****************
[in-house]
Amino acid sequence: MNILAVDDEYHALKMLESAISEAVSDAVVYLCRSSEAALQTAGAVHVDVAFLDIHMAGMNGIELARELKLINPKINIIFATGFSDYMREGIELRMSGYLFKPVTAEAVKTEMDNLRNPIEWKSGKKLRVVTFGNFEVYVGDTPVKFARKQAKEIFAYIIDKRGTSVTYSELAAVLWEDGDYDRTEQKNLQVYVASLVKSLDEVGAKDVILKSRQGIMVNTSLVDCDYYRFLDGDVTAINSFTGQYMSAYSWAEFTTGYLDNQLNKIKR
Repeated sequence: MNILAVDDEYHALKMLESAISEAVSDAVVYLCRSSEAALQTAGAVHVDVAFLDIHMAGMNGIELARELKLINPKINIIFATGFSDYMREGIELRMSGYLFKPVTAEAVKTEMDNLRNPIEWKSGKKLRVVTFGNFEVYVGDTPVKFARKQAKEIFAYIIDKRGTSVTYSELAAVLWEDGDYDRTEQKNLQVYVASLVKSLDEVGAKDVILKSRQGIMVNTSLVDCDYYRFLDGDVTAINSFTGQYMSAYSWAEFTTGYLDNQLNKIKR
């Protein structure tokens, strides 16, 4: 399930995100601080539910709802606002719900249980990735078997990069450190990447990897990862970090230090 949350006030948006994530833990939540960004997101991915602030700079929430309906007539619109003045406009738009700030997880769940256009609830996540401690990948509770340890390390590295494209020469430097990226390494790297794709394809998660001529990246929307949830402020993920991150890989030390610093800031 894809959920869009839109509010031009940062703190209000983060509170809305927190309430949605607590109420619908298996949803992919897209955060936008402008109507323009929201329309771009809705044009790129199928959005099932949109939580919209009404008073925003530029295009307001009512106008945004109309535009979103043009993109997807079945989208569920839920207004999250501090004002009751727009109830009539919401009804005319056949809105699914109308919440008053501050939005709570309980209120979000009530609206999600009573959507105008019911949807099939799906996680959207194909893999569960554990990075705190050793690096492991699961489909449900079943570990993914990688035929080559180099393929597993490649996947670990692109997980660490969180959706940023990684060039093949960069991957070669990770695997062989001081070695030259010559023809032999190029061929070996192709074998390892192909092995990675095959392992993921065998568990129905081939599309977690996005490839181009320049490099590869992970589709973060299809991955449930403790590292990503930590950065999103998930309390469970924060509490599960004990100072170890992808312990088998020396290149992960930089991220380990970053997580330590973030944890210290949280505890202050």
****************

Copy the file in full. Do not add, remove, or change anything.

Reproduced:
[in-house]
Amino acid sequence: MNILAVDDEYHALKMLESAISEAVSDAVVYLCRSSEAALQTAGAVHVDVAFLDIHMAGMNGIELARELKLINPKINIIFATGFSDYMREGIELRMSGYLFKPVTAEAVKTEMDNLRNPIEWKSGKKLRVVTFGNFEVYVGDTPVKFARKQAKEIFAYIIDKRGTSVTYSELAAVLWEDGDYDRTEQKNLQVYVASLVKSLDEVGAKDVILKSRQGIMVNTSLVDCDYYRFLDGDVTAINSFTGQYMSAYSWAEFTTGYLDNQLNKIKR
Repeated sequence: MNILAVDDEYHALKMLESAISEAVSDAVVYLCRSSEAALQTAGAVHVDVAFLDIHMAGMNGIELARELKLINPKINIIFATGFSDYMREGIELRMSGYLFKPVTAEAVKTEMDNLRNPIEWKSGKKLRVVTFGNFEVYVGDTPVKFARKQAKEIFAYIIDKRGTSVTYSELAAVLWEDGDYDRTEQKNLQVYVASLVKSLDEVGAKDVILKSRQGIMVNTSLVDCDYYRFLDGDVTAINSFTGQYMSAYSWAEFTTGYLDNQLNKIKR
């Protein structure tokens, strides 16, 4: 399930995100601080539910709802606002719900249980990735078997990069450190990447990897990862970090230090 949350006030948006994530833990939540960004997101991915602030700079929430309906007539619109003045406009738009700030997880769940256009609830996540401690990948509770340890390390590295494209020469430097990226390494790297794709394809998660001529990246929307949830402020993920991150890989030390610093800031 894809959920869009839109509010031009940062703190209000983060509170809305927190309430949605607590109420619908298996949803992919897209955060936008402008109507323009929201329309771009809705044009790129199928959005099932949109939580919209009404008073925003530029295009307001009512106008945004109309535009979103043009993109997807079945989208569920839920207004999250501090004002009751727009109830009539919401009804005319056949809105699914109308919440008053501050939005709570309980209120979000009530609206999600009573959507105008019911949807099939799906996680959207194909893999569960554990990075705190050793690096492991699961489909449900079943570990993914990688035929080559180099393929597993490649996947670990692109997980660490969180959706940023990684060039093949960069991957070669990770695997062989001081070695030259010559023809032999190029061929070996192709074998390892192909092995990675095959392992993921065998568990129905081939599309977690996005490839181009320049490099590869992970589709973060299809991955449930403790590292990503930590950065999103998930309390469970924060509490599960004990100072170890992808312990088998020396290149992960930089991220380990970053997580330590973030944890210290949280505890202050």